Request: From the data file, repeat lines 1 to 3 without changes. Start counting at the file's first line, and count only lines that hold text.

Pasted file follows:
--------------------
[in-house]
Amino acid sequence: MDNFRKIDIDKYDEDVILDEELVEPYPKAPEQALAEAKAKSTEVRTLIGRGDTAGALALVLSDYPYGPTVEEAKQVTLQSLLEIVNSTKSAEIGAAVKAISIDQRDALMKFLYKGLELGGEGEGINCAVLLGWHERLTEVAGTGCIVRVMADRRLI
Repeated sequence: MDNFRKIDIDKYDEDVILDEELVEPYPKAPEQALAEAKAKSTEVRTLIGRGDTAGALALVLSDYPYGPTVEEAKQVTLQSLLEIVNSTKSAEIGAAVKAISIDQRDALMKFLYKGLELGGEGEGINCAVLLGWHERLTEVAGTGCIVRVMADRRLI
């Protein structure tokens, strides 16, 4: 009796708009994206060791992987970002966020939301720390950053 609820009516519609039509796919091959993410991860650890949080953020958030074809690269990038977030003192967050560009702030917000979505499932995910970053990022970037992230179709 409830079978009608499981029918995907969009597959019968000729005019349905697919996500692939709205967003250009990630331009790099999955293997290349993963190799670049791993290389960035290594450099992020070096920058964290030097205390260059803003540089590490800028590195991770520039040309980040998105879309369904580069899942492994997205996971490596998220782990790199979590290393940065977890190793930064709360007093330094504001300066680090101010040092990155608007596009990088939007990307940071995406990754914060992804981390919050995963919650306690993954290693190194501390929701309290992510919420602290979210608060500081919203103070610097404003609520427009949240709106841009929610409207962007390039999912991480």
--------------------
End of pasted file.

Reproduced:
[in-house]
Amino acid sequence: MDNFRKIDIDKYDEDVILDEELVEPYPKAPEQALAEAKAKSTEVRTLIGRGDTAGALALVLSDYPYGPTVEEAKQVTLQSLLEIVNSTKSAEIGAAVKAISIDQRDALMKFLYKGLELGGEGEGINCAVLLGWHERLTEVAGTGCIVRVMADRRLI
Repeated sequence: MDNFRKIDIDKYDEDVILDEELVEPYPKAPEQALAEAKAKSTEVRTLIGRGDTAGALALVLSDYPYGPTVEEAKQVTLQSLLEIVNSTKSAEIGAAVKAISIDQRDALMKFLYKGLELGGEGEGINCAVLLGWHERLTEVAGTGCIVRVMADRRLI